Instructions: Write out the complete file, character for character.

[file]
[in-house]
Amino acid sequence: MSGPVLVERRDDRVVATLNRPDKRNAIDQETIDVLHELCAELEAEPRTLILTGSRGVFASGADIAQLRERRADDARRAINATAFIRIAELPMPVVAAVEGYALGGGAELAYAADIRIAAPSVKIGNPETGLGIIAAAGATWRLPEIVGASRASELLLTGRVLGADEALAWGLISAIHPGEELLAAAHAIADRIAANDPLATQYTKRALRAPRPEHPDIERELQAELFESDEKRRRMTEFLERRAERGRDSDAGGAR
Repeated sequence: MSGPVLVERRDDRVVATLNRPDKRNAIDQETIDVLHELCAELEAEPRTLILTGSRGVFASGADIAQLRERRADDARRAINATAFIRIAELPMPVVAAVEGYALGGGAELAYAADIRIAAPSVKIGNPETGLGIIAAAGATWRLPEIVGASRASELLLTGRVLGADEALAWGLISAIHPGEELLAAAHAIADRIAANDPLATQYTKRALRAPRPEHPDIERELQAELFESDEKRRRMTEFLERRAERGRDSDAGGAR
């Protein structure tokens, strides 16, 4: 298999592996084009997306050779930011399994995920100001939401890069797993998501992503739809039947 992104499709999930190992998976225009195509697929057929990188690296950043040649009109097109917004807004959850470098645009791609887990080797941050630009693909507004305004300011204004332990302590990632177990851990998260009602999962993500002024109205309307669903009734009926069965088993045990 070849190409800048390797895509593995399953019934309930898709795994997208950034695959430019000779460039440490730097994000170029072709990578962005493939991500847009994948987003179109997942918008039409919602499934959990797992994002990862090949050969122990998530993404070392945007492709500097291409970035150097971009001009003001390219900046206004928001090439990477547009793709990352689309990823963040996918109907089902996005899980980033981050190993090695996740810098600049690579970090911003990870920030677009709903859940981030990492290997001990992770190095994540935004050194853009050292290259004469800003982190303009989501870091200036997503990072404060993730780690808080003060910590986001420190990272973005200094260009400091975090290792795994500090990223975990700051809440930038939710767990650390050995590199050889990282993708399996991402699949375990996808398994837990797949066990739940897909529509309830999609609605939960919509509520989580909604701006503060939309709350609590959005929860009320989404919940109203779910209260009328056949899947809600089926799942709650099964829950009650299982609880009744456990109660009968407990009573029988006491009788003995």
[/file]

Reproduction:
[in-house]
Amino acid sequence: MSGPVLVERRDDRVVATLNRPDKRNAIDQETIDVLHELCAELEAEPRTLILTGSRGVFASGADIAQLRERRADDARRAINATAFIRIAELPMPVVAAVEGYALGGGAELAYAADIRIAAPSVKIGNPETGLGIIAAAGATWRLPEIVGASRASELLLTGRVLGADEALAWGLISAIHPGEELLAAAHAIADRIAANDPLATQYTKRALRAPRPEHPDIERELQAELFESDEKRRRMTEFLERRAERGRDSDAGGAR
Repeated sequence: MSGPVLVERRDDRVVATLNRPDKRNAIDQETIDVLHELCAELEAEPRTLILTGSRGVFASGADIAQLRERRADDARRAINATAFIRIAELPMPVVAAVEGYALGGGAELAYAADIRIAAPSVKIGNPETGLGIIAAAGATWRLPEIVGASRASELLLTGRVLGADEALAWGLISAIHPGEELLAAAHAIADRIAANDPLATQYTKRALRAPRPEHPDIERELQAELFESDEKRRRMTEFLERRAERGRDSDAGGAR
């Protein structure tokens, strides 16, 4: 298999592996084009997306050779930011399994995920100001939401890069797993998501992503739809039947 992104499709999930190992998976225009195509697929057929990188690296950043040649009109097109917004807004959850470098645009791609887990080797941050630009693909507004305004300011204004332990302590990632177990851990998260009602999962993500002024109205309307669903009734009926069965088993045990 070849190409800048390797895509593995399953019934309930898709795994997208950034695959430019000779460039440490730097994000170029072709990578962005493939991500847009994948987003179109997942918008039409919602499934959990797992994002990862090949050969122990998530993404070392945007492709500097291409970035150097971009001009003001390219900046206004928001090439990477547009793709990352689309990823963040996918109907089902996005899980980033981050190993090695996740810098600049690579970090911003990870920030677009709903859940981030990492290997001990992770190095994540935004050194853009050292290259004469800003982190303009989501870091200036997503990072404060993730780690808080003060910590986001420190990272973005200094260009400091975090290792795994500090990223975990700051809440930038939710767990650390050995590199050889990282993708399996991402699949375990996808398994837990797949066990739940897909529509309830999609609605939960919509509520989580909604701006503060939309709350609590959005929860009320989404919940109203779910209260009328056949899947809600089926799942709650099964829950009650299982609880009744456990109660009968407990009573029988006491009788003995």